There are drinking events, and there are music events. But for ticket-holders to On Tap Magazine's Can Jam Beer & Music Festival, there's no need to choose between the two. Festgoers can sip canned suds from breweries such as Flying Dog, Oskar Blues, Starr Hill, and Yuengling, as they boogie to the Latin-infused rock of Lloyd Dobler Effect, sway to reggae sounds, or channel their inner Grateful Dead as they jam to the sounds of Justin Trawick Group. There will also be games to play and food trucks to sample from the likes of Sol Mexican Grill, Willie's Po' Boy, and Top Dog. A portion of the event's proceeds benefits Southeast Tennis & Learning Center.
When the Rolling Stones wanted a chorus to sing with them during their last gig on their "50 and Counting" tour, they knew who to call: The Washington Chorus. That unexpected melding of talent is a testament to the group's stellar reputation—the Grammy-winning ensemble is noted for its ability to engage a wide range of audiences. And they've done just that for more than 50 seasons, delighting ears with a repertoire of classical masterpieces and modern compositions. Equally committed to enriching their community, the chorus performs free concerts throughout the greater D.C. area, sponsors a junior choir, and gently corrects anyone who misspells "requiem."
For one evening, Washington’s National Mall will be no match for a horde of brain-hungry zombies. During the DC Zombie Crawl, regular citizens will forgo their unbloodied attire and heartbeats to transform into the undead for a night of revelry and very slow walking. After a gathering on the Mall, participants board the Metro for the Adams Morgan neighborhood, where they’ll lurch into seven bars for drink specials, a costume contest, and a chance to win the raffle for a 32” flat-screen TV. All proceeds go toward the Stillbrave Childhood Cancer Foundation, an organization that financially and emotionally supports the families of children with cancer.
Abbey Road on the River bills itself as the world's largest Beatles-inspired music festival, with five days of more than 40 bands paying tribute to the oft-overlooked British Invasion act. Each day of Abbey Road on the River boasts an array of spot-on performances on the festival's indoor and outdoor stages, stationed in National Harbor. Eleanor Rigbys and Nowhere Men alike can see full-force tribute acts from Canada, Puerto Rico, Sweden, England, and Scotland, as well as U.S.-based songsters. For those more concerned with Beatlemania than Beatles music, Abbey Road on the River also hosts a plethora of Beatles-related events and activities highlighting cultural touchstones such as suits and other memorabilia from the famous foursome, Gretsch guitars, and films.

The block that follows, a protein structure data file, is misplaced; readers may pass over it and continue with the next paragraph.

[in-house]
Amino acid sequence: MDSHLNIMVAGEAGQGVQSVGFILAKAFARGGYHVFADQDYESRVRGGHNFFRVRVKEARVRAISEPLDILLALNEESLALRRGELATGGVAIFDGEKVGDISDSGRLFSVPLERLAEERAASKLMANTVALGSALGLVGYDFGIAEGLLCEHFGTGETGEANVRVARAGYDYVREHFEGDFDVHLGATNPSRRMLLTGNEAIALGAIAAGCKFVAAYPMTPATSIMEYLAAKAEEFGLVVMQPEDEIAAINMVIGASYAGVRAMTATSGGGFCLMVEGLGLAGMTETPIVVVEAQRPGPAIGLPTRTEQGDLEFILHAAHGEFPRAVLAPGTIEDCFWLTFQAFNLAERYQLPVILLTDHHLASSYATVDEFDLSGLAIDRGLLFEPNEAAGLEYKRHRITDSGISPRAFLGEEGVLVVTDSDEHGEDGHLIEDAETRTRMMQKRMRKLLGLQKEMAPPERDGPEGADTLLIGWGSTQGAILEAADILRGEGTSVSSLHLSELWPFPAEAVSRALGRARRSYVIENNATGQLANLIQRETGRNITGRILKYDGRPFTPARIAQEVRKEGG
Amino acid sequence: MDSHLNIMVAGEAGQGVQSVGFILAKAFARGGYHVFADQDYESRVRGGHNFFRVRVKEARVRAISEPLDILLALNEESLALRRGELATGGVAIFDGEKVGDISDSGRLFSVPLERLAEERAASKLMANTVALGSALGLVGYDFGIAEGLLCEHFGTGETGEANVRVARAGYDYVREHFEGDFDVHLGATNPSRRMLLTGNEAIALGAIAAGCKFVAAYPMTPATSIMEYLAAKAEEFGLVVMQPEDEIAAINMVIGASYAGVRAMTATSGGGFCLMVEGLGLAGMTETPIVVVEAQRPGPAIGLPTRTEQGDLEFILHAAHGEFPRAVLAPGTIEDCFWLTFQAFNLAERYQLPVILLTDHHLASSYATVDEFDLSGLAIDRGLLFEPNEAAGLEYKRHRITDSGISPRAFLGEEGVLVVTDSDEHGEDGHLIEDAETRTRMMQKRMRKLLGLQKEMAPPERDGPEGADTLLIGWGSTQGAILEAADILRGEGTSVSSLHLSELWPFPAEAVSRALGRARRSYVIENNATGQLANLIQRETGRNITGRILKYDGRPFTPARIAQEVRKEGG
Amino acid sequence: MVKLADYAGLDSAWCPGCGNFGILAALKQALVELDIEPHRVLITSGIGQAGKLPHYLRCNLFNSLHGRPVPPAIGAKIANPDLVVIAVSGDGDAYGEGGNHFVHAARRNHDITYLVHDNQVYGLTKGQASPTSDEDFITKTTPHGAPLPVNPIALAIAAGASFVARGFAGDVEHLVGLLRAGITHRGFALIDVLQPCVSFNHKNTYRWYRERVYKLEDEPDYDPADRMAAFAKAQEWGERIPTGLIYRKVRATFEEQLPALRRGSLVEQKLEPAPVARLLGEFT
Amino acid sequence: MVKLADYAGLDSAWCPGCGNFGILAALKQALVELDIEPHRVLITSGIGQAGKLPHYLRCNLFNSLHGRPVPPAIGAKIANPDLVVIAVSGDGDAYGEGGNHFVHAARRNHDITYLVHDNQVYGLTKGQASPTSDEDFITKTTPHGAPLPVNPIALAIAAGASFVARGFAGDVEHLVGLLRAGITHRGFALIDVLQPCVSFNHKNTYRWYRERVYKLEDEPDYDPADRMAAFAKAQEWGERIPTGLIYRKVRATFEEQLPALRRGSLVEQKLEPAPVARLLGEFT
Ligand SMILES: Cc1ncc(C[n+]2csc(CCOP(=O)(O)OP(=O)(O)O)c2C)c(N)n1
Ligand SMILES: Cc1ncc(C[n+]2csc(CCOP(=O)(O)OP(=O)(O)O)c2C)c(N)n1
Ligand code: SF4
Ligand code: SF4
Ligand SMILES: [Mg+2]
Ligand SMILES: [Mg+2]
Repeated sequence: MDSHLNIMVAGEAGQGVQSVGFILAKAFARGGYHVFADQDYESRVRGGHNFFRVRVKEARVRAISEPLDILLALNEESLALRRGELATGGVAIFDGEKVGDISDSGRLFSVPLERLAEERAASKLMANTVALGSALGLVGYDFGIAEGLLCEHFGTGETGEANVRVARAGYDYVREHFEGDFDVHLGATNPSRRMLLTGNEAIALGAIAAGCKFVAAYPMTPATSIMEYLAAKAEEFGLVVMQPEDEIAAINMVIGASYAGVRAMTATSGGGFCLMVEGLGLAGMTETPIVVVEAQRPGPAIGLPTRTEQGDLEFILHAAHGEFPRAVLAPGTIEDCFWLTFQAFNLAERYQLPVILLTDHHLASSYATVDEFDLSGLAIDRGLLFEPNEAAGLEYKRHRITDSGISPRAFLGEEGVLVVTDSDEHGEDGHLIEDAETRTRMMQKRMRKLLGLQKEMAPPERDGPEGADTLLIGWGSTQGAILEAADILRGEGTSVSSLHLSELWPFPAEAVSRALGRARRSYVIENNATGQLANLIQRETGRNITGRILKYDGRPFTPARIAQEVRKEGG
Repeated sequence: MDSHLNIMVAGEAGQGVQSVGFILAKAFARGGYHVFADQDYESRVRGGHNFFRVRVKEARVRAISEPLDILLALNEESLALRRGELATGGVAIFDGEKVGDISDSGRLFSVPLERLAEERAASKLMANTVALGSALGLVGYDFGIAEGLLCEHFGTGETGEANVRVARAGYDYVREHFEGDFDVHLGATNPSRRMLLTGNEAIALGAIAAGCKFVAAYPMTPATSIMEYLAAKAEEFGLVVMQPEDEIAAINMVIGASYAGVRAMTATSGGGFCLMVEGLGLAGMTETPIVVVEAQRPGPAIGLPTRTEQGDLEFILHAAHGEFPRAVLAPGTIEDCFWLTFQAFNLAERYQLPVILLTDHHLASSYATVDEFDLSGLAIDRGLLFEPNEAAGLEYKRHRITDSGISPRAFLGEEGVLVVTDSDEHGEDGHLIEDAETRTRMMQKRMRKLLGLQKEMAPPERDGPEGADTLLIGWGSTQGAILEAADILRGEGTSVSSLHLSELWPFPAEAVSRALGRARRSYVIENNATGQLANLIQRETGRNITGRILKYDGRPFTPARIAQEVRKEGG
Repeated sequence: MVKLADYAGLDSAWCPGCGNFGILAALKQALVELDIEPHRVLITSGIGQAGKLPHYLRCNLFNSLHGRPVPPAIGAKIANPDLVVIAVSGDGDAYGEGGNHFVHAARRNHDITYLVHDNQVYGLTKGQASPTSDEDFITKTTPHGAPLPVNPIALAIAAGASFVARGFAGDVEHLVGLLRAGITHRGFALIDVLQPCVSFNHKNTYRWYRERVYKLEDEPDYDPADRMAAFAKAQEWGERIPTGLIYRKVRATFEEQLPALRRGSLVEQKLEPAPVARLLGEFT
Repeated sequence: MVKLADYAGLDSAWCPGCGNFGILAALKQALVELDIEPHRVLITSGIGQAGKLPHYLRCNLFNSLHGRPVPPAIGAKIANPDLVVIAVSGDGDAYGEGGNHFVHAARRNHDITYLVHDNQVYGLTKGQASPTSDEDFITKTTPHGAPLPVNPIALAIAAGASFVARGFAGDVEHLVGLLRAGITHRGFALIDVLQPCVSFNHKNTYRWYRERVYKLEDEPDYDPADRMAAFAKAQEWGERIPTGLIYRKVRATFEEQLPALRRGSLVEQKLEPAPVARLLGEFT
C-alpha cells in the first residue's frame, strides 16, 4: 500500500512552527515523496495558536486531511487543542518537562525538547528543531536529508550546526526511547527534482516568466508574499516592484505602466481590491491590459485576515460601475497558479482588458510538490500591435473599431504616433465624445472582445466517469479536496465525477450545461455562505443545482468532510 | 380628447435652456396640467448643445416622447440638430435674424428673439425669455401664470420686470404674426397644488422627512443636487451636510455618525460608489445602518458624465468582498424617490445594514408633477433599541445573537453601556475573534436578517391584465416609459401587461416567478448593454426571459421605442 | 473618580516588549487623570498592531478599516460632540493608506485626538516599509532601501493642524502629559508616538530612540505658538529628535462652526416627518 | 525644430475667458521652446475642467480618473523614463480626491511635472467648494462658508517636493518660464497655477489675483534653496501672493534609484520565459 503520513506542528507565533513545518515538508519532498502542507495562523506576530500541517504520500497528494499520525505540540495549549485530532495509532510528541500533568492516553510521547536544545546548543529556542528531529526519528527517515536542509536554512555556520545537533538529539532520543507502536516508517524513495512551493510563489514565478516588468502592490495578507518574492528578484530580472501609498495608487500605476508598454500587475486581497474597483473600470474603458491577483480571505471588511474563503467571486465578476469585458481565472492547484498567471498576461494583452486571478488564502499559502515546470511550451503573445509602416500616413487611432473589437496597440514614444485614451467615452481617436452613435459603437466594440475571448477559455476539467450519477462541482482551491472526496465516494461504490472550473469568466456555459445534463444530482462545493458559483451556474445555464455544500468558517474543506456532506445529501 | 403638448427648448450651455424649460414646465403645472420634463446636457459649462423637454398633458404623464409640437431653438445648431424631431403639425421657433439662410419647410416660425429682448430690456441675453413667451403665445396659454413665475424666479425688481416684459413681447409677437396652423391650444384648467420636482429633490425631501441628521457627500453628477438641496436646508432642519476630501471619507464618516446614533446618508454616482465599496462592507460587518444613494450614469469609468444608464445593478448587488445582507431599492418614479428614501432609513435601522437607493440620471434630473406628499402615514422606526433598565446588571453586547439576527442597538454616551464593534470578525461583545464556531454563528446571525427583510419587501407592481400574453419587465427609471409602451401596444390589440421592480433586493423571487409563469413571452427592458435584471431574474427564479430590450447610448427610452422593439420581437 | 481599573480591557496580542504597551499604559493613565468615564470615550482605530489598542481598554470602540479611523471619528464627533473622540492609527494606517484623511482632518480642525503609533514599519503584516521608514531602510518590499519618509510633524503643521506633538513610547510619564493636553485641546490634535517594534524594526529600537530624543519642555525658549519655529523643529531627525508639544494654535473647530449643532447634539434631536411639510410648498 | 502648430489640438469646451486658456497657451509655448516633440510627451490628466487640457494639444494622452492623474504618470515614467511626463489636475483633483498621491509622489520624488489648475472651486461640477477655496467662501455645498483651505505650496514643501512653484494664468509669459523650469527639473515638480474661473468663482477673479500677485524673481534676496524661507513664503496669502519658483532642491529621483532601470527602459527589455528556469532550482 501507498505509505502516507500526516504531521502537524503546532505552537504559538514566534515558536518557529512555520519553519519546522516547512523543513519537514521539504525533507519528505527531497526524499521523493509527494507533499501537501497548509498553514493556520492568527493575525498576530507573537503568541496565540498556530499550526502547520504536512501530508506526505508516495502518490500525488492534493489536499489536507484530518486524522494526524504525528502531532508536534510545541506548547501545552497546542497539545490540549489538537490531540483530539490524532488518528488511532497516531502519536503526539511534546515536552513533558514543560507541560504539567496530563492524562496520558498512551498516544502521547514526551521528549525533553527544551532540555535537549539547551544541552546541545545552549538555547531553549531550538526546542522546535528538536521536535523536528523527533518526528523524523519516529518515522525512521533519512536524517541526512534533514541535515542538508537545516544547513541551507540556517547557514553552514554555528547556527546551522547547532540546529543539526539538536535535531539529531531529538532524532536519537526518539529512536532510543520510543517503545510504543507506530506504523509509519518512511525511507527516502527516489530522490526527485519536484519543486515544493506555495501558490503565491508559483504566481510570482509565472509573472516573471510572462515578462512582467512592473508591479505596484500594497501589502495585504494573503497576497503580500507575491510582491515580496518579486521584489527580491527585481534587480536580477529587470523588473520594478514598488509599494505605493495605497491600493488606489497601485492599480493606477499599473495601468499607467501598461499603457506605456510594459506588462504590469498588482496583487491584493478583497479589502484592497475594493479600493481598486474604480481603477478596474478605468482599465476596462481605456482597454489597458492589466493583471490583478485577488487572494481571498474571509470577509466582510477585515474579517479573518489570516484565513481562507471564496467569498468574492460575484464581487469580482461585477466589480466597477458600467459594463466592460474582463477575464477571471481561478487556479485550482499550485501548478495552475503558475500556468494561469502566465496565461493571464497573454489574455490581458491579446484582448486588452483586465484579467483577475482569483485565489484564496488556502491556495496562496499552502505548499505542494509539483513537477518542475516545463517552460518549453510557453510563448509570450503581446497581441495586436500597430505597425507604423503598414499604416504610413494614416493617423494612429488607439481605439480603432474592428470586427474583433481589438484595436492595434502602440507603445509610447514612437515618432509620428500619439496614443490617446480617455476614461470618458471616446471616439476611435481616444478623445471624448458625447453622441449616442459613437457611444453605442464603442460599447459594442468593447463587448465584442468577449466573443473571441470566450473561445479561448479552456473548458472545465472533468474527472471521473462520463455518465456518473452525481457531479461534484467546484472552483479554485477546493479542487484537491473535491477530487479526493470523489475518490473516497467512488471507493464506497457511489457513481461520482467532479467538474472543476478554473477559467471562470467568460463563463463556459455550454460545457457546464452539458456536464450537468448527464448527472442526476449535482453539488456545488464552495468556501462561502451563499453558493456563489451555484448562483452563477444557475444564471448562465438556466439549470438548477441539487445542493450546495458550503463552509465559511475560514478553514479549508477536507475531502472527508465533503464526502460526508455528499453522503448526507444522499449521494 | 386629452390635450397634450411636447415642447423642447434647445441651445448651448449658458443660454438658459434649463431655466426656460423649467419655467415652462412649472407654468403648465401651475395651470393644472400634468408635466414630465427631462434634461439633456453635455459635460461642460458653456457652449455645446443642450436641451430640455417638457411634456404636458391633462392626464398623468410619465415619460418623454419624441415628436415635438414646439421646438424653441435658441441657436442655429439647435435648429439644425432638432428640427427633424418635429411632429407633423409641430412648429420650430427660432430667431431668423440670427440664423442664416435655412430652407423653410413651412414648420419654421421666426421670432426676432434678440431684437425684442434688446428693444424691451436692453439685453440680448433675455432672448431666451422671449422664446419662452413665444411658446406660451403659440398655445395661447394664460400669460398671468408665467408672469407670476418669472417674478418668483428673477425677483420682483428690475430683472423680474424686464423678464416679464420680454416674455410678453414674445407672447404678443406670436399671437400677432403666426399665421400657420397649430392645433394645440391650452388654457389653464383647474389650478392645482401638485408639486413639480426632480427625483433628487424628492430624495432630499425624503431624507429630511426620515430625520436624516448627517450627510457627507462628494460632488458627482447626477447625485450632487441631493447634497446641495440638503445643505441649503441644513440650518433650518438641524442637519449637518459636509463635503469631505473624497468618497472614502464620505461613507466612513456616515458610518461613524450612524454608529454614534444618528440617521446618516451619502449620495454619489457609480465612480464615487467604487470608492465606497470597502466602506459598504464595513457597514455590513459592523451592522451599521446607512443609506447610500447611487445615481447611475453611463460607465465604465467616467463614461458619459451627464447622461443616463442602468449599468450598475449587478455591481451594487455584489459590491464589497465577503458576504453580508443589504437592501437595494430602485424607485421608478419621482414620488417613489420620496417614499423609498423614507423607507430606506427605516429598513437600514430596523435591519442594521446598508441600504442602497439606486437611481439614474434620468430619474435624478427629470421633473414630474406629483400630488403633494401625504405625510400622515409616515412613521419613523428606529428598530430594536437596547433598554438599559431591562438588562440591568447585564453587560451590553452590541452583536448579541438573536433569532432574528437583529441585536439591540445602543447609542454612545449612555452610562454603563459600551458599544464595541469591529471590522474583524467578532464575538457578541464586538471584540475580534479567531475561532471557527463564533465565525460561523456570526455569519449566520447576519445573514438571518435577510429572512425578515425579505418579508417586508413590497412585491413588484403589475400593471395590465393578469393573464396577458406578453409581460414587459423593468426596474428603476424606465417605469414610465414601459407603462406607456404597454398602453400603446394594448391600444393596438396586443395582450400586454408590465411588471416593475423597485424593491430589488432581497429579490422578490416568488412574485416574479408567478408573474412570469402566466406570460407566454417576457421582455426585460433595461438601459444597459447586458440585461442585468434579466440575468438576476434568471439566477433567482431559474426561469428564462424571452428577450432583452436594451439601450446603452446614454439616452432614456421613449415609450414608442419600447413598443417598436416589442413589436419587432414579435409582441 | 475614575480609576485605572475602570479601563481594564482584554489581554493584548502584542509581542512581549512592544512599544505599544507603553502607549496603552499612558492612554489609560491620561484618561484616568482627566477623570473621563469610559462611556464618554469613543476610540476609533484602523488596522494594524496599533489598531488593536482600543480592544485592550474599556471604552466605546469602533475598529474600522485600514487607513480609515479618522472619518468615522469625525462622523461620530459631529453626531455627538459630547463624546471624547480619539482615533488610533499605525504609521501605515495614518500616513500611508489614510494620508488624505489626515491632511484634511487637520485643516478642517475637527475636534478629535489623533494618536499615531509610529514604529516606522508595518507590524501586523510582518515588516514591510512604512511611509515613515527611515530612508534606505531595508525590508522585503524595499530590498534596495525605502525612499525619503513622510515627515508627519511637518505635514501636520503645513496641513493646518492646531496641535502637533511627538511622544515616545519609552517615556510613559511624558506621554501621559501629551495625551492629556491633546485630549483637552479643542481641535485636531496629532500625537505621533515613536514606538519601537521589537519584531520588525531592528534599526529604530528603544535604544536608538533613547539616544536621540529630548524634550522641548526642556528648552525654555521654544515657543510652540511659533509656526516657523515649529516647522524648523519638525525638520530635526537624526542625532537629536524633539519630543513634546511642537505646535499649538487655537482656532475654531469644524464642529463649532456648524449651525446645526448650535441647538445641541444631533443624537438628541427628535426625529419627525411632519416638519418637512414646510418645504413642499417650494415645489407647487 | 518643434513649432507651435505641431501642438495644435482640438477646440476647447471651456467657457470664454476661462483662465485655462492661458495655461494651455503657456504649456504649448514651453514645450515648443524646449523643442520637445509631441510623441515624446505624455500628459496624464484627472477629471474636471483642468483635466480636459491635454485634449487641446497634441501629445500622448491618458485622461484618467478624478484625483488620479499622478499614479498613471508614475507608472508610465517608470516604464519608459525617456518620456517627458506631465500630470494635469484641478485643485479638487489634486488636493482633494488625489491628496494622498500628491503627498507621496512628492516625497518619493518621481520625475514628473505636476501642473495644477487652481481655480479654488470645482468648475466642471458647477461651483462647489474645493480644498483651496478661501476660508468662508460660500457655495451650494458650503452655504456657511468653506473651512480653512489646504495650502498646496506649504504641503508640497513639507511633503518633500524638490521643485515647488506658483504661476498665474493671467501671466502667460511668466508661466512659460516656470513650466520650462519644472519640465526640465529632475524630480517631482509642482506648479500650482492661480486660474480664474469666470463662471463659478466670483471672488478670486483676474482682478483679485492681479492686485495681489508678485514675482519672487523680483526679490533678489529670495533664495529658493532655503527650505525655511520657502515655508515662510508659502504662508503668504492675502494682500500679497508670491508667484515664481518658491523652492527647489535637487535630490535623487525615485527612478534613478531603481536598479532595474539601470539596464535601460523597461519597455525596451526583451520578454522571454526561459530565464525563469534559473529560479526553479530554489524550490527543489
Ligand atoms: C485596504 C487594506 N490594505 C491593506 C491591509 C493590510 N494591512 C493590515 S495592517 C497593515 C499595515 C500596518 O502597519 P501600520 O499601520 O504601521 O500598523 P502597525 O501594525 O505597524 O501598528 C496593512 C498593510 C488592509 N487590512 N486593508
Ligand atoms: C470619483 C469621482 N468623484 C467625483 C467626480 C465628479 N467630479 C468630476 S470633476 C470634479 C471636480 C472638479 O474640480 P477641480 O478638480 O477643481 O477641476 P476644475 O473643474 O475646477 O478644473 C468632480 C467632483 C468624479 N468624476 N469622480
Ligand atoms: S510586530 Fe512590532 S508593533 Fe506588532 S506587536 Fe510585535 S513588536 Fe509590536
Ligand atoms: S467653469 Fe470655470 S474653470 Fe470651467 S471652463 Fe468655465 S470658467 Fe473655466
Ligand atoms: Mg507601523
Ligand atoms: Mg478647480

Music director Emil de Cou takes listeners on a sonic journey that sails the Virginia Chamber Orchestra's sound waves to baroque and neoclassical shores, then back through the romantic and contemporary coasts of jazz. The featured piece of the program, Grieg's Holberg Suite of 1884, takes the charming string movement to the late 17th century, when the playwright Ludvig Holberg lived and when flimsy top hats had to be filled with stale oatmeal so that they could stay upright. Maestro Cou mines more neoclassical splendor as violins, cello, and a four-part string orchestra resonate throughout the hall during Handel's concerti grossi from Twelve Grand Concertos, Opus 6. The orchestra breaks 20th-century ground with a composition by Washington native Duke Ellington. His “Solitude” gently exposes listeners to a heartbreakingly simple tune that has stood the test of time better than hand-whittled watches.